This letter is part of a series of Sister Letters…you can read the heart behind these by clicking here.

Dear Sister,

It was not a pleasant thing to discover I had quite a generous streak of bitterness inside me. Nice Christian girls are not supposed to be bitter; they are supposed to be sweet as {the} pie {they bake}.

Sometimes it’s hard to detect the bitterness inside of you because it builds up over time. You usually notice it all of a sudden in an unpleasant way. Kind of like those five pounds that build slowly between Halloween and the end of the year that are just “there” until you go to put on your sexy jeans for a New Year’s Eve party and discover the new muffin top you’ve acquired.

Bitterness and anger go together. Bitterness is when you pour the vinegar on top of the baking soda and anger is the foamy, messy eruption that results.

A lot of the time, it’s hard to recognize or detect bitterness because we wallow in it and it becomes part of our reality, part of our personality. It oozes out in the form of excessive sarcasm, constant trash-talking, onerous doses of complaining, sullen silence, and the overall malaise or malcontent that comes with a passive aggressive hatred of the world and everyone and everything in it.

When I discovered I was prone to bitterness and anger, I decided I didn’t want to be either anymore. I’ve thought about this quite a bit and I’ve decided bitterness stems from three main things: pride, un-forgiveness, and entitlement. If those are the causes, then I would venture to say the antidotes are humility, forgiveness, and thankfulness.

On pride & humility - I know us women like to think we are always right, but the reality is, we are not. Most of us also have major control issues. It’s never easy to suck it up and admit we are wrong, but if we are overly sensitive or resistant to this, there is a larger issue at play. A wise friend of mine once said that pride is a complex manifestation of bad self-esteem. This would explain the ever popular inferiority-superiority complex.

The next time you find yourself puffing up arrogantly about an issue or the work of another, pause and take an honest look at yourself and where you are with all of it and try to see the plain truth instead of coloring everything with your own perspective. Scripture tells us to remove the plank from our own eyes before we try to remove the speck from someone else’s eye.

If you are having a conflict with a person, talk to them peacefully to determine the problem and try to resolve it. Know the difference between a difference in opinion and a critical need for resolution. Even if someone does not agree with you, have the respect and honor for them to allow them their viewpoint and the self-preservation to let it go.

On un-forgiveness and forgiveness – my pastor in California once said that un-forgiveness is like drinking poison and waiting for the other person to die. It will slowly fester and kill your soul and your hope from the inside out, while doing very little damage to the object of your wrath. I have seen this first-hand in my own family and within myself. Search your heart and be honest about any grudges you are still holding and then resolve to release them. If it’s something really intense, you may want to enlist the help of a counselor.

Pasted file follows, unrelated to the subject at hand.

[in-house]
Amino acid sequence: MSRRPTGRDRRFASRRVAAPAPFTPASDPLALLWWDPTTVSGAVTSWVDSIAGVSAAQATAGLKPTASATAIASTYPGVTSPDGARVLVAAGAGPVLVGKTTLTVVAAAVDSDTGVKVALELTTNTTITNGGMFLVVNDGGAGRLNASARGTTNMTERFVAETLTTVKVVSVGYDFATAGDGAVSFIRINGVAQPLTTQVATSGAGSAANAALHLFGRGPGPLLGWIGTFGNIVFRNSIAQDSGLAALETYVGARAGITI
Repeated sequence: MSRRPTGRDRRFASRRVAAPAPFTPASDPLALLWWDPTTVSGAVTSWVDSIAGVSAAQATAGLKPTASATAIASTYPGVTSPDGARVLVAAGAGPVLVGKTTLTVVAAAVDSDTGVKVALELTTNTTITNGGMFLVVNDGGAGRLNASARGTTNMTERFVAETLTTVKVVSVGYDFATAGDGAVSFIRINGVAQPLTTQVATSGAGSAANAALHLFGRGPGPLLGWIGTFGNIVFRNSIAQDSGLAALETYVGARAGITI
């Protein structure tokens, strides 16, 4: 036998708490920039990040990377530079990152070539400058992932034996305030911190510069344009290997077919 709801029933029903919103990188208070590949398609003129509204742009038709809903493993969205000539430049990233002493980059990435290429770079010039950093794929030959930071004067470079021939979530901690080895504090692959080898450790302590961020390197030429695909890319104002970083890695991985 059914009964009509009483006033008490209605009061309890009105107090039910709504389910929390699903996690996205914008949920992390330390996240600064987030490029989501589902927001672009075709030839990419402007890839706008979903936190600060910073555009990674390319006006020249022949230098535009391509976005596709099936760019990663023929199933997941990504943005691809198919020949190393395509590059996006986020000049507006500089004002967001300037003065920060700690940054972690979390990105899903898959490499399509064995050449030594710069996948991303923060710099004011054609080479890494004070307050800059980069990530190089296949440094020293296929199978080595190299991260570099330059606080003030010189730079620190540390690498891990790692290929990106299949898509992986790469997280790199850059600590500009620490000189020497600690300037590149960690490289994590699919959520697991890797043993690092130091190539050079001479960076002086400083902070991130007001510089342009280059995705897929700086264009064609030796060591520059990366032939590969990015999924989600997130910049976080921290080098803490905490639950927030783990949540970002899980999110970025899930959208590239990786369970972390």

On entitlement & thankfulness – as a whole, we are a very privileged group of people. Sometimes, a very privileged group of people that does not acknowledge what we have but rather focuses on what we think we still want. More often than not, we always feel we are entitled to more – without wanting to work for it or change our own behavior.

Instead of being thankful we have a job, we want raises and accolades because we’ve been somewhere for awhile even though we do mediocre work and don’t go the extra mile.  We feel the world should treat us with kindness and respect, even when we are rude and taciturn to the world.

I promise your life will change in immense ways if you start sincerely giving thanks for what you have and all that is around you instead of focusing on what the world {and God} owes you. You might be rather rusty as I was, and need practice. Start small – simply write down three things a day you are thankful for. The more you do it, the easier it will get.

One very important last thing – every time you feel bitter or angry…each time you notice pride, un-forgiveness, and entitlement rearing their ugly little heads, pray. Ask for new perspectives and a change of heart to foster humility, forgiveness, and thankfulness in your life. Not only will your prayer life improve dramatically, you will also find the presence of someone much bigger than you helping you along.

I hope my observations have been helpful today. You are beautiful, precious, and loved – with much to offer the world. Don’t let the shackles of bitterness and anger keep you from experiencing a joyful life; don’t let it keep you from achieving the fullness of your purpose in your time here on earth.



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